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Smizik: Clemens-Piazza feud comes to the surface again

Monday, October 23, 2000

By Bob Smizik, Post-Gazette Sports Columnist

NEW YORK -- Poise, pride and professionalism have been as much a part of the New York Yankees as winning during their near domination of baseball during the past five years. That code was seemingly shattered last night, in a game won, 6-5, by the Yankees, by the volatile behavior of Yankees starter Roger Clemens, whose masterful pitching performance was overshadowed by his behavior.

 

Clemens, known almost as much for his short temper as his pitching brilliance, shredded baseball etiquette in the first inning of the second game of the World Series by hurling a splintered and jagged broken bat in the direction of his longtime nemesis Mike Piazza of the New York Mets.

Clemens, who gave up two hits in eight innings and struck out nine and left with a 6-0 lead, steadfastly maintained he did not intend to throw the bat at Piazza.

"There was no intent," he said. "I had no idea Mike was running. I grabbed the bat and slung it toward our on-deck circle where out bat boys were. There was no intent."

Ed Montague, the chief umpiring crew, agreed. "It was an emotional reaction. I didn't think he threw the bat at Piazza. There was no intent."

Piazza and Clemens have a troubled recent history. Piazza has owned Clemens, a feat that most certainly has to rile Clemens, who is undisputedly one of the greatest pitchers in baseball history. Going into last night's game, Piazza had seven hits, including three home runs, in 12 at-bats against Clemens.

But the feud is significantly deeper than that. On July 8, in an interleague game, Clemens hit Piazza in the head with a fastball. The resulting injury caused Piazza to miss the All-Star Game. Piazza made no attempt to take the beaning in stride. He said he believed Clemens did it on purpose and hinted strongly that Clemens, who does not bat because of the designated hitter rule in the American League, was a coward.

The first meeting of Clemens and Piazza since the beaning was one of the storylines of the Series. There clearly was lingering bitterness, at least on Piazza's part, and Clemens' inability to walk away from any confrontational situation only exacerbated the tension.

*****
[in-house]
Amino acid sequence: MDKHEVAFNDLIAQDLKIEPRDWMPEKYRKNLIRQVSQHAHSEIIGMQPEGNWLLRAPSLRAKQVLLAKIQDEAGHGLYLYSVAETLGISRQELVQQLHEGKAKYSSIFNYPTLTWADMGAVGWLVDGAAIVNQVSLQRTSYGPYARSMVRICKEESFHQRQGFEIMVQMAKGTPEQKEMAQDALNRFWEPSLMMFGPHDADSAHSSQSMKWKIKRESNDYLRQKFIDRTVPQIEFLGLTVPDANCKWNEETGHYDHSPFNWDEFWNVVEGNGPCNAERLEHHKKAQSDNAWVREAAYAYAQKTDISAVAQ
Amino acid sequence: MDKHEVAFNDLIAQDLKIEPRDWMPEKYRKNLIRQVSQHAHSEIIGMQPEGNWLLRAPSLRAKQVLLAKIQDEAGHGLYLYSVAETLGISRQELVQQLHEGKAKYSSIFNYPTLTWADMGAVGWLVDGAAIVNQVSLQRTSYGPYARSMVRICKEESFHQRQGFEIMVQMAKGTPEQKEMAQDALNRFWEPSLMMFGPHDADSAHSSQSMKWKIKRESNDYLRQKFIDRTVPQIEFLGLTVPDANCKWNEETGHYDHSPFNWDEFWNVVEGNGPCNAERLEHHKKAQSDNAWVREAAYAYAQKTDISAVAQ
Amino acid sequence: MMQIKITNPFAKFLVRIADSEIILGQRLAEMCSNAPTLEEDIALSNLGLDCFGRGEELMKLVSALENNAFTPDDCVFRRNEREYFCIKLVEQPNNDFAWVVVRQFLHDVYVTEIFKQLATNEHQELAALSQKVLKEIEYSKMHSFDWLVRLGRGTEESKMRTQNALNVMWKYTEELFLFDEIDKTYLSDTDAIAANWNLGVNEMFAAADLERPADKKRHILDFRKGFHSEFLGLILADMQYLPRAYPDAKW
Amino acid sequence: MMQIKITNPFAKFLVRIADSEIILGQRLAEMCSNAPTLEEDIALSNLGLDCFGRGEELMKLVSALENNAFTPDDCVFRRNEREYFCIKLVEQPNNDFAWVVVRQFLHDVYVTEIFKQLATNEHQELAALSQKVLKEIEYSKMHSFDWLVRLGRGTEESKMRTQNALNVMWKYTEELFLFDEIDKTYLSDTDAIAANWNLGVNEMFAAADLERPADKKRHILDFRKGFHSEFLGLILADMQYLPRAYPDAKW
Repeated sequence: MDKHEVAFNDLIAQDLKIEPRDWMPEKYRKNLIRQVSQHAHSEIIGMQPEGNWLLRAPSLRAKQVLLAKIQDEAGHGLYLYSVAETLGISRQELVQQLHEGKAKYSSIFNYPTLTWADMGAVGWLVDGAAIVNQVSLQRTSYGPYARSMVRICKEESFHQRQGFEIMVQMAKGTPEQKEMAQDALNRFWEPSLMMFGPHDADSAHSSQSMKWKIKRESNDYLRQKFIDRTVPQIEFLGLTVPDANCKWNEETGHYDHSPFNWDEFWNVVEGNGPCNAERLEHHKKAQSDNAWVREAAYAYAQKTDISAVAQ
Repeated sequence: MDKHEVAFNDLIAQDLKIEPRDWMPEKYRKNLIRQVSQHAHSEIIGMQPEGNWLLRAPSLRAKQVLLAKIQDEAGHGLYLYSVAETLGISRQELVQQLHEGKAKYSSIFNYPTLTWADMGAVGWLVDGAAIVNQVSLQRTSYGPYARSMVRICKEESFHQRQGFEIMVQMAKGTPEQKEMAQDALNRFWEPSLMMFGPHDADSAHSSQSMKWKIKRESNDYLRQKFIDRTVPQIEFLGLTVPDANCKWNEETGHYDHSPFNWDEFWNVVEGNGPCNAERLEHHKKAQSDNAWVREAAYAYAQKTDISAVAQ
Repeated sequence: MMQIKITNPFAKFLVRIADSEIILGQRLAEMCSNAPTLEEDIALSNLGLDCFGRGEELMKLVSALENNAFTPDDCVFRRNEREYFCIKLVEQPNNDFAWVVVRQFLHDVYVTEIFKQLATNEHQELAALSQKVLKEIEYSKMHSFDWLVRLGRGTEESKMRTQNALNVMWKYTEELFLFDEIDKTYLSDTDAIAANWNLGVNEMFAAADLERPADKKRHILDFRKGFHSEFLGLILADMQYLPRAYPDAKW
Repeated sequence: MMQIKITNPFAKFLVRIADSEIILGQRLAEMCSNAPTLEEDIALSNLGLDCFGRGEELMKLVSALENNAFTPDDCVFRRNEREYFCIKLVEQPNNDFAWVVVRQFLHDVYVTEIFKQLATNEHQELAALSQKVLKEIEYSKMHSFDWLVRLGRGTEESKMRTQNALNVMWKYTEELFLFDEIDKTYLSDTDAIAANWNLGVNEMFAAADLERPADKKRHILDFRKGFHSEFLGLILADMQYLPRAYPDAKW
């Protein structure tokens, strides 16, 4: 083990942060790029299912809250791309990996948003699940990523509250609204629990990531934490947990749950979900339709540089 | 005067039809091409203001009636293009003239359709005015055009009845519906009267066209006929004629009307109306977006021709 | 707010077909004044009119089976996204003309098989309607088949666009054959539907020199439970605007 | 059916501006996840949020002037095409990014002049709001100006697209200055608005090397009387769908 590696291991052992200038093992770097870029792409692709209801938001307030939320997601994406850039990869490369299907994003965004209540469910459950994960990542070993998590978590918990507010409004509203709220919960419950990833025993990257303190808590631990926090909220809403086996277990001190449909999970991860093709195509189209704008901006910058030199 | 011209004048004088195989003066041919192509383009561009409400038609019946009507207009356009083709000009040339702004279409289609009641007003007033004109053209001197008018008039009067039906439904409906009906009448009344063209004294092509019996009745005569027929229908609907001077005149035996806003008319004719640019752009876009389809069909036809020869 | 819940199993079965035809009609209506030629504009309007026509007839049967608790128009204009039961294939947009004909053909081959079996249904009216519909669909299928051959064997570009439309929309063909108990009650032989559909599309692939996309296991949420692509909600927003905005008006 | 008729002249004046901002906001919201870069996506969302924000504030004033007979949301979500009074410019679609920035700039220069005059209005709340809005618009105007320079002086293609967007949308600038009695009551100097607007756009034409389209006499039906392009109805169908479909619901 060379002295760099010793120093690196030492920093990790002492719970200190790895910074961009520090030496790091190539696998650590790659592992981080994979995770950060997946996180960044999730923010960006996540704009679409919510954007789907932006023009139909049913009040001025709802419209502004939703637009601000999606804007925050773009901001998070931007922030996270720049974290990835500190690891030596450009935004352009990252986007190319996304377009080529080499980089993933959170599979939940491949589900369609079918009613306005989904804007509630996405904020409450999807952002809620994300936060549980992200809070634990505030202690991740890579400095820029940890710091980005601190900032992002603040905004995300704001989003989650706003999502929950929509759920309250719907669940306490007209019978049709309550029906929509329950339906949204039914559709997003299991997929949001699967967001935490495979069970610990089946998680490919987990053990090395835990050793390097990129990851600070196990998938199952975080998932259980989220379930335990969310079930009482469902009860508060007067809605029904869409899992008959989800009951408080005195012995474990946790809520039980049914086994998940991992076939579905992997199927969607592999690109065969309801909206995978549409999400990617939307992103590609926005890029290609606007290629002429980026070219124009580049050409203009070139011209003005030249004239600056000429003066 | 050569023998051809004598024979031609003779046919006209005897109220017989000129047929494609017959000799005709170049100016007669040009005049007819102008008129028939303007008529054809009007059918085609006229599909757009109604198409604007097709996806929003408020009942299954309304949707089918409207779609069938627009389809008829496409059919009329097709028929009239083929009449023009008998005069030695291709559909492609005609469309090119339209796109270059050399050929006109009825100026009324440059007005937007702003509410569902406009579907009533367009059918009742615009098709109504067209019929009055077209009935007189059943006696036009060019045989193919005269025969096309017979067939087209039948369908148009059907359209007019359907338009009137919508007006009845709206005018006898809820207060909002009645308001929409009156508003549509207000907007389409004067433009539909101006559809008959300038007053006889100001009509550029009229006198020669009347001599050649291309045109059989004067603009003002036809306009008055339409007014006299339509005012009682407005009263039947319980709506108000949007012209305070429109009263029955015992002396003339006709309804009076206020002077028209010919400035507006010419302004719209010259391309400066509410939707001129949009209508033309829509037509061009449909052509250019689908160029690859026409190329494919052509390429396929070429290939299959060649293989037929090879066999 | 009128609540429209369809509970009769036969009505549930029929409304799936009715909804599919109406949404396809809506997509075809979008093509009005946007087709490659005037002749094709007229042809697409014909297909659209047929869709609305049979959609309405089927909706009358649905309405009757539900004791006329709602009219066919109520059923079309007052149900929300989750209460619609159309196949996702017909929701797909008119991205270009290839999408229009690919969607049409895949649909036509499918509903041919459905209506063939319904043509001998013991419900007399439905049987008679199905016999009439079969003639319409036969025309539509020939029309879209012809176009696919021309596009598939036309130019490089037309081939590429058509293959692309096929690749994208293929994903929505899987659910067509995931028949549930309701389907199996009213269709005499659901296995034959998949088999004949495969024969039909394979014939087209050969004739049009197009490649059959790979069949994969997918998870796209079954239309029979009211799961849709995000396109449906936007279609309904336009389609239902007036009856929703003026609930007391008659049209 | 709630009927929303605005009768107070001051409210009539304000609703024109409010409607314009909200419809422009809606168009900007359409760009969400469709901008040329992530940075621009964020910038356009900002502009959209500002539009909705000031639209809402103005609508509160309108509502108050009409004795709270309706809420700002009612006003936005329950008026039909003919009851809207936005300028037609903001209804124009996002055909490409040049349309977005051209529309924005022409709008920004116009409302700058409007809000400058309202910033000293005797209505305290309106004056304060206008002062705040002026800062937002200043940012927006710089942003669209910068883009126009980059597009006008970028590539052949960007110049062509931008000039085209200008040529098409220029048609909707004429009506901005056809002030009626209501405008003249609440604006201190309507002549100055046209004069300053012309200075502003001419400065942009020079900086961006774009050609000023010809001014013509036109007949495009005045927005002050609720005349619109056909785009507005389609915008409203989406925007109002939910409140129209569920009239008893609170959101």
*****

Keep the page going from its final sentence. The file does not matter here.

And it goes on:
That's where the two men stood when Piazza shattered his bat hitting a foul ball. The bat broke in three pieces with the barrel going toward Clemens on the mound. Clemens picked the bat up and threw it in the direction of Piazza, who was running to first base.

Piazza wasn't watching Clemens and only saw the bat come in his direction. He appeared surprised and turned, crossed the first-base foul line and walked deliberately toward the mound. Clemens, never one to back down from a fight or any challenge, advanced toward Piazza. Both benches emptied. Home plate umpire Charlie Reliford stepped between Piazza and Clemens and tempers cooled.

Piazza called the situation "bizarre," and said as he approached the mound he repeatedly asked Clemens, "What's your problem."

Clemens, who later said he was so emotionally high he had to leave the dugout after the first inning to calm himself, did not respond, according to Piazza.

Typically, neither Clemens nor the Yankees seemed bothered by the turn of events.

Clemens, coming off a one-hit, 15-strikeout masterpiece of the Seattle Mariners in the American League Championship Series, continued his outstanding pitching. The Yankees continued to unparalleled postseason excellence by winning their 13th consecutive World Series game.

Clemens was throwing consistently at 97 mph and on at least one occasion threw the ball at 99 mph and had near-total mastery of the Mets, who fell behind 2-0 in the best-of-seven series.

If any team seemed thrown off its game by the first-inning altercation, it was the Mets, who made three errors in the first two innings, and starter Mike Hampton, who was nowhere near the level of effectiveness he displayed in the NLCS, where he was the Most Valuable Player.

It made little difference with the way Clemens is pitching. The Mets certainly aren't looking forward to facing him again in the Series, and the way these games are going, they likely won't get the chance.

Bob Smizik can be reached at bsmizik@post-gazette.com

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